But there are two other subjects in this city immortalized in the act of making their own needs, the first is a little girl, Jeanneke, who is in a small closed street, deserves to find her as if she was playing a treasure hunt, she deserves a visit especially for the famous Delirium brewery, which is located in front of the niche that collects the statue. The Delirium beer, the eccentric pub, and the pink elephant logo have conquered the whole world, and since 2004 they have held the Guinness Word Record for offering the largest number of beers.
The other subject is a dog but we couldn’t find him… if you can find him, please indicate his position in the comments at the end of the article!
The Gothic cathedral of St. Michel dates back to 1225 and is certainly worth a visit, but it is by moving a little from the centre, heading towards the church of Sainte Catherine, that we find ourselves in a neighbourhood where squares and tree-lined avenues wind their way, where a long canal is channelled into two harmonious fountains. It’s all a succession of bars and pubs. Many restaurants offer raw or fried fish to be eaten standing around small round tables. You can hear many languages spoken, it is a loquacious and friendly background while diners eat the famous Brussels sprouts or the even more famous moules-frites, mussels with fries, the dish that best represents the city.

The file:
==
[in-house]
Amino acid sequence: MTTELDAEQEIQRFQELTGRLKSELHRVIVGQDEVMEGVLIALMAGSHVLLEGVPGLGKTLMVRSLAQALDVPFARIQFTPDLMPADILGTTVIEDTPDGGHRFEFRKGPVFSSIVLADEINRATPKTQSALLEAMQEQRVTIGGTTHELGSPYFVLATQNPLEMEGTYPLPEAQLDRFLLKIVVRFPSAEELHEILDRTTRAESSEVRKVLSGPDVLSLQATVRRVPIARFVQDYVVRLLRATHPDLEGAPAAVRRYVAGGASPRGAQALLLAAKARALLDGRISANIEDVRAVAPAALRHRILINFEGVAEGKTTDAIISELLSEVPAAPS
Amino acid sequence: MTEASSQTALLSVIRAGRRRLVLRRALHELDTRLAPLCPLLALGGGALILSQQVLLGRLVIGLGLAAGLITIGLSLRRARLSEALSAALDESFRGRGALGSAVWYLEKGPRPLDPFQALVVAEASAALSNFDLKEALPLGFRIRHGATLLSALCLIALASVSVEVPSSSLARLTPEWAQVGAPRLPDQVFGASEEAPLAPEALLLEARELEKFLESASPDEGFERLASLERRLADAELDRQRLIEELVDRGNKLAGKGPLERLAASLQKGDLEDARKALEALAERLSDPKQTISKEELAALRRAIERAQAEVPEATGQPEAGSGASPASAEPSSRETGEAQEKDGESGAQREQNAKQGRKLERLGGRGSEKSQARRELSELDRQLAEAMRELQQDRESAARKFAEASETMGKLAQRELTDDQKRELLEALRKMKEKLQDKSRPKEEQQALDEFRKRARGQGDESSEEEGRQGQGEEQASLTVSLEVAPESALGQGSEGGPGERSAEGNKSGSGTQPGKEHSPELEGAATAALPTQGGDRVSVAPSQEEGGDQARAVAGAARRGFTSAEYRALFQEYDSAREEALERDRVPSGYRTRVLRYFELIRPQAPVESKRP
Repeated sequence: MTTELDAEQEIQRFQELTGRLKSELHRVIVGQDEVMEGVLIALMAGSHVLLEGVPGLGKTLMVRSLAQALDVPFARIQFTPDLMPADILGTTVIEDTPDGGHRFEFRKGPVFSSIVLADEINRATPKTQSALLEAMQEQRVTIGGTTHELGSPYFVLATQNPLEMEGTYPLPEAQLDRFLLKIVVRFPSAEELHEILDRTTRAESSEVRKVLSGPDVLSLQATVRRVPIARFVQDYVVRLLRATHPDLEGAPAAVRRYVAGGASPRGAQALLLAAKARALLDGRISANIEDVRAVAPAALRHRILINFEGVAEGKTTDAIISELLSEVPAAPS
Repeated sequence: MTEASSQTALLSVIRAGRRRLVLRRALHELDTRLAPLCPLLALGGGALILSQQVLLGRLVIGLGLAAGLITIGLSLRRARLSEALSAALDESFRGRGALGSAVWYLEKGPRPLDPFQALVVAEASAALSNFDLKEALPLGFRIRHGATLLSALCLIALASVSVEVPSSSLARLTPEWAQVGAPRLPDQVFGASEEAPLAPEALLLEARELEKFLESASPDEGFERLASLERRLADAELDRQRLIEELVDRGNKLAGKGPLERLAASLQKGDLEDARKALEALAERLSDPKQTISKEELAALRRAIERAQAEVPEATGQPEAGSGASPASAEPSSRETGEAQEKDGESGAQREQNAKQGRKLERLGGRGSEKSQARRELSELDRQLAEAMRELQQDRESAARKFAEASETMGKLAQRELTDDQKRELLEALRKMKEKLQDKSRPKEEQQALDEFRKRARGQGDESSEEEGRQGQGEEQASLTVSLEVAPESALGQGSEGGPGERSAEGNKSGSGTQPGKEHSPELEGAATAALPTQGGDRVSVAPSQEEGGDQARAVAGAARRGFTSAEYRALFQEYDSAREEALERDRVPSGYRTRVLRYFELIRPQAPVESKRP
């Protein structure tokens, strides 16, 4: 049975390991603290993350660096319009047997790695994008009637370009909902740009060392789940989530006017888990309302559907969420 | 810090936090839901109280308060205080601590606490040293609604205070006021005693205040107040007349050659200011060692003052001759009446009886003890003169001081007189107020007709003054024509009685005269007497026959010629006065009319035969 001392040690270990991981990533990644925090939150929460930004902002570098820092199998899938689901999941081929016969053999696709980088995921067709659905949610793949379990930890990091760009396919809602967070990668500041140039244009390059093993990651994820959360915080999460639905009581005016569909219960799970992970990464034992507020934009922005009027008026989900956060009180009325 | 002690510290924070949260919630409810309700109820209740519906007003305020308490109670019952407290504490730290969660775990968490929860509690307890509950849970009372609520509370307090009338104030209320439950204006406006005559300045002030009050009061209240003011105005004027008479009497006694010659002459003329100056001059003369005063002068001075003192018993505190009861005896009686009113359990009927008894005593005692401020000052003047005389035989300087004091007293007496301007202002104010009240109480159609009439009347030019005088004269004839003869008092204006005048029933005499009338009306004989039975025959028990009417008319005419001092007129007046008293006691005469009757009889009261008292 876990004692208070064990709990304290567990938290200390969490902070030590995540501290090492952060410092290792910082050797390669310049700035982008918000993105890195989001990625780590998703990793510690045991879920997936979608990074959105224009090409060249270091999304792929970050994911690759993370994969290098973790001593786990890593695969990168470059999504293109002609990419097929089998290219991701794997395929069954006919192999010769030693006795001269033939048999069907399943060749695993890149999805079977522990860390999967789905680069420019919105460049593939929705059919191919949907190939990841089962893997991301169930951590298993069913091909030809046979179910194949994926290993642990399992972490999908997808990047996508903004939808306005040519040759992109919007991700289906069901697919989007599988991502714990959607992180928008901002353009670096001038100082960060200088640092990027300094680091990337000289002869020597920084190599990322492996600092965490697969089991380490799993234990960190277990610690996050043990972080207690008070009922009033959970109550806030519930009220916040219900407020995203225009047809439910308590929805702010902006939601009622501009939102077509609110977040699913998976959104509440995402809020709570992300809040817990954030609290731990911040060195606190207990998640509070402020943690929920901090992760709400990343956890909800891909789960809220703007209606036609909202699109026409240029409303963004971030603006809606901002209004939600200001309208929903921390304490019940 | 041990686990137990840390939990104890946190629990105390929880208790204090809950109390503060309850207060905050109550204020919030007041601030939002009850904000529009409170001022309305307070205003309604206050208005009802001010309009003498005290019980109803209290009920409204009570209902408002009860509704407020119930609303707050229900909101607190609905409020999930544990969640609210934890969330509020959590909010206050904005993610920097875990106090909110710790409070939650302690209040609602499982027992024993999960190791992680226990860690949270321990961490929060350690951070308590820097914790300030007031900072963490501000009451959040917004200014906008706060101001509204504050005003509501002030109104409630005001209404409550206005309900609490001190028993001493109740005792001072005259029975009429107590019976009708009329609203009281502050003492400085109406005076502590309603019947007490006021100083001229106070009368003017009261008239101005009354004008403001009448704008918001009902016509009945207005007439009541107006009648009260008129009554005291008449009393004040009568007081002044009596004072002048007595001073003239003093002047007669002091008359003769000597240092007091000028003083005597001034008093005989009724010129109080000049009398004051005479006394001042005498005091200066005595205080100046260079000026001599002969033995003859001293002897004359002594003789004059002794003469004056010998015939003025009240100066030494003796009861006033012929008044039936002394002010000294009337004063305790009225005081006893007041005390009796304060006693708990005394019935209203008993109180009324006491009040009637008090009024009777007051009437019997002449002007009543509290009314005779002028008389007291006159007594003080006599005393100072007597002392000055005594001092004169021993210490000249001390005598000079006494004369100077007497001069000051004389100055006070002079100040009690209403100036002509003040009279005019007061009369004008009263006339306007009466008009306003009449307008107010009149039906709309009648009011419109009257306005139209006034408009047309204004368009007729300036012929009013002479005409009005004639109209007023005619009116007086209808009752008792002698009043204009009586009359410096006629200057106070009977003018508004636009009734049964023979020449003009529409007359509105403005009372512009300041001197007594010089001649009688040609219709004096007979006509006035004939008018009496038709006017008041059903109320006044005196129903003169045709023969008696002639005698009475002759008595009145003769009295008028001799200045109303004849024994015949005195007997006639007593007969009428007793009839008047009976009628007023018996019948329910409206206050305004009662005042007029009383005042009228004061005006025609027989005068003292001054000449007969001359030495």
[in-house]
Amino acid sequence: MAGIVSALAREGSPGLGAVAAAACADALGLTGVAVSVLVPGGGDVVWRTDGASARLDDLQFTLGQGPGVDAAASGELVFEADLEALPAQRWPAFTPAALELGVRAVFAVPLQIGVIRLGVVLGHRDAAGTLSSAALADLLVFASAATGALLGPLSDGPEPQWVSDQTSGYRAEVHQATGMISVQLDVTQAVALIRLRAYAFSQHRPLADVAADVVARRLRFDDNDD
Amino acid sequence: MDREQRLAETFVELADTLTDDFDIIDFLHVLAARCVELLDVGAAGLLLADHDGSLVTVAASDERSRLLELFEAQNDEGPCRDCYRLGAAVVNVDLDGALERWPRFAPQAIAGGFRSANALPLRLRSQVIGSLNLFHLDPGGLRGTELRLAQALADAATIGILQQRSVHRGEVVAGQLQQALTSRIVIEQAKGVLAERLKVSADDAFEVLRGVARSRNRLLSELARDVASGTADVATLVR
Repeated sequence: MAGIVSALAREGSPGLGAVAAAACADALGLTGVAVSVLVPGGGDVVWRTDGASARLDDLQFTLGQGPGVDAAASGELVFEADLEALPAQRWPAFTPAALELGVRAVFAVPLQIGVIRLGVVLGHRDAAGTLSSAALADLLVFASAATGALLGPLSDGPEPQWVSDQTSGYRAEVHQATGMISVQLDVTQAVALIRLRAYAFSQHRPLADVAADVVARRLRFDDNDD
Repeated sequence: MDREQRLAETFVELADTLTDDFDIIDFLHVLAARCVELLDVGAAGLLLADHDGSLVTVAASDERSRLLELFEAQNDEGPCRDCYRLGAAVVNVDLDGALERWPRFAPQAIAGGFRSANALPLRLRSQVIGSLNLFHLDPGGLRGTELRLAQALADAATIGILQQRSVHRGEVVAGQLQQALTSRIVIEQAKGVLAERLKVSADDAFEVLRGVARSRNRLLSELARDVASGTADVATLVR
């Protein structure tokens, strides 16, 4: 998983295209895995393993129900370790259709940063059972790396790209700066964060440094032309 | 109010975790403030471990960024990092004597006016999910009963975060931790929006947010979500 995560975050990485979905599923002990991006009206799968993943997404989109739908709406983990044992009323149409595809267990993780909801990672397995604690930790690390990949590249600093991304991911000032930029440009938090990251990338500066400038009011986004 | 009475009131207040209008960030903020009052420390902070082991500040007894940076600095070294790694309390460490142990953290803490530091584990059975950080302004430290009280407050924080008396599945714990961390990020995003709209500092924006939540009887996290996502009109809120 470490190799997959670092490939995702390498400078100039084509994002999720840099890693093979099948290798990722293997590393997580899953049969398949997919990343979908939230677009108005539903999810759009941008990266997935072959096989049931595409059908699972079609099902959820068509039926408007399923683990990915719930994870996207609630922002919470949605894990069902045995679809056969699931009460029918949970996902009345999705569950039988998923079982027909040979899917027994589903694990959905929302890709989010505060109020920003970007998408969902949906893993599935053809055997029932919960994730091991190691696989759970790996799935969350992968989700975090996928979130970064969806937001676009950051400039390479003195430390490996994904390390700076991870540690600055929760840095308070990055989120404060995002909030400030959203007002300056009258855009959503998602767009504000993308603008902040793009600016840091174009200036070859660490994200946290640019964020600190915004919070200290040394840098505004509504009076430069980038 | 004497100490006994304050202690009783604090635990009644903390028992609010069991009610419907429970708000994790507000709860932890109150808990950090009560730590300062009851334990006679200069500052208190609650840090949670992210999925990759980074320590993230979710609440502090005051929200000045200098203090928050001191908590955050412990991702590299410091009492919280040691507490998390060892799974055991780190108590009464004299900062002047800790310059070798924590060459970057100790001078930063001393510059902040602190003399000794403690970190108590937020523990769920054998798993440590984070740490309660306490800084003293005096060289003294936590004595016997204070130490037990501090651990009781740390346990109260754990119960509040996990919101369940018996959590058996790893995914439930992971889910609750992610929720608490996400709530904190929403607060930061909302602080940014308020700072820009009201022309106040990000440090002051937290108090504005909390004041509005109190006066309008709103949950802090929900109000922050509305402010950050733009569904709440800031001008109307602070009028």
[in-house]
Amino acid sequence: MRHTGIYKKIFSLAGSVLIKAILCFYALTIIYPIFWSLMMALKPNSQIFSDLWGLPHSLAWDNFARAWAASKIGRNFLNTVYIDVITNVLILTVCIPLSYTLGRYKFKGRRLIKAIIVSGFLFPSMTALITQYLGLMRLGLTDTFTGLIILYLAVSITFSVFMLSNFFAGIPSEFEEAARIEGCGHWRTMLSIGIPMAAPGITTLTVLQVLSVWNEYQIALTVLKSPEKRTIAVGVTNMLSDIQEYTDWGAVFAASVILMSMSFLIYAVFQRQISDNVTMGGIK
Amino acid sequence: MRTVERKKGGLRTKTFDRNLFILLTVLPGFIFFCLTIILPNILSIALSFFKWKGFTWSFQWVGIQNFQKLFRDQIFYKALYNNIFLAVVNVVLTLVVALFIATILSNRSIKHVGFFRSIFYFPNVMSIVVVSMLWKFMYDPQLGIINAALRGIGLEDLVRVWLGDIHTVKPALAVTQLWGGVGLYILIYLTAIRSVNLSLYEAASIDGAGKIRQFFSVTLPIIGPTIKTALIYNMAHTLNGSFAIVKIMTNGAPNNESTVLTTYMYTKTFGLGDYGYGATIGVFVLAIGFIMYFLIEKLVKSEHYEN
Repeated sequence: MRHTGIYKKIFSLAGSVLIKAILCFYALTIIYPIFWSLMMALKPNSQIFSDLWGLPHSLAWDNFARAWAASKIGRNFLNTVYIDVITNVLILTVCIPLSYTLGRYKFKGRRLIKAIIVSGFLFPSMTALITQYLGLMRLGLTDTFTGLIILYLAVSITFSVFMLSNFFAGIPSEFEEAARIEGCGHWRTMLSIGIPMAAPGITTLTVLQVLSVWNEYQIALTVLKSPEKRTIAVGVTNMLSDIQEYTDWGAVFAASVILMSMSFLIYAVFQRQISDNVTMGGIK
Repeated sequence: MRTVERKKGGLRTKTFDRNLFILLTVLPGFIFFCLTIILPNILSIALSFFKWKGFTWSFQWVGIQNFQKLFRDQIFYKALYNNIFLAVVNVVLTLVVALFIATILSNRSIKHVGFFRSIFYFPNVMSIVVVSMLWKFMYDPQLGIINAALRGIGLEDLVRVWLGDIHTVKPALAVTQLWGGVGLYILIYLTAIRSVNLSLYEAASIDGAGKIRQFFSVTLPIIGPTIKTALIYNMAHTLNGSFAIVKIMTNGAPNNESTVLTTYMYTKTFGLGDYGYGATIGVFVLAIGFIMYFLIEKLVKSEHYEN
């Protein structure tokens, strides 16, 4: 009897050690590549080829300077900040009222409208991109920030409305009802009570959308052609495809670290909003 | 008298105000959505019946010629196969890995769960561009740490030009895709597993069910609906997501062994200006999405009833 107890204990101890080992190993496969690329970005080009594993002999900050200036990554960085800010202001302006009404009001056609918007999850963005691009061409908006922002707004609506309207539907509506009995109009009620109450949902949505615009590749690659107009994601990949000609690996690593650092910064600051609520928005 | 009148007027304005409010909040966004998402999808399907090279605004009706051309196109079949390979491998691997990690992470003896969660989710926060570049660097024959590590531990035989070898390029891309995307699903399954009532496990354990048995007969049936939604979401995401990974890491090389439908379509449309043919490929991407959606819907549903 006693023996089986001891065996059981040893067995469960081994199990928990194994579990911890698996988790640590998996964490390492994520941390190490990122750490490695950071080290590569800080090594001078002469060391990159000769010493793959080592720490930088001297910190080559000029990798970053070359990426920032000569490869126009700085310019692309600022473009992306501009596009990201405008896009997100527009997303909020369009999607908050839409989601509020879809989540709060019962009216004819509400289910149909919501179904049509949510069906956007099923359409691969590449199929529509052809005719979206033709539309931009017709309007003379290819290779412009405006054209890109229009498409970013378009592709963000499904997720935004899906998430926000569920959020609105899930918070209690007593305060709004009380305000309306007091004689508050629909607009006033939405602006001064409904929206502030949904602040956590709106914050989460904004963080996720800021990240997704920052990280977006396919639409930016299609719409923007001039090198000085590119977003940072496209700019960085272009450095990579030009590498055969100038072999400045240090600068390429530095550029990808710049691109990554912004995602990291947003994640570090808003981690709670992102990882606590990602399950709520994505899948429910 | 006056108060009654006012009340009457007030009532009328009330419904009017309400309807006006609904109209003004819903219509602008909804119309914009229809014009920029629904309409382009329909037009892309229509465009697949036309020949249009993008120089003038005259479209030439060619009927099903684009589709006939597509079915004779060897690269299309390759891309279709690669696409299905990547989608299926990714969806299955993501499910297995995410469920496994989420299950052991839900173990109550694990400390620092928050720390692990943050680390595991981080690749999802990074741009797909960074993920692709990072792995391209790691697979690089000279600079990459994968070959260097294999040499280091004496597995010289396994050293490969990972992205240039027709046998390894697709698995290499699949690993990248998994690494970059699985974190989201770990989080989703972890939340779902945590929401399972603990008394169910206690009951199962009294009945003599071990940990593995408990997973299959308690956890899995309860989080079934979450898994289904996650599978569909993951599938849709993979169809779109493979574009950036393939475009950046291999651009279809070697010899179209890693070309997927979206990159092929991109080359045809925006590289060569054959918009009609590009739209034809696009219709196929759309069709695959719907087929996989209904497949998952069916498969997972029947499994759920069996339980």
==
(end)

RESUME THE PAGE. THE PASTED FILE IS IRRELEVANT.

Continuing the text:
The district of Ilot Sacre’ is located behind the Grand Place and must be visited. The highlight is a covered gallery of more than 200 metres built in the 19th century. It has a retro feel to it, although the shops sell modern merchandise and it’s not difficult to find a coffee shop made entirely of wood or a refined pastry shop with soft lighting.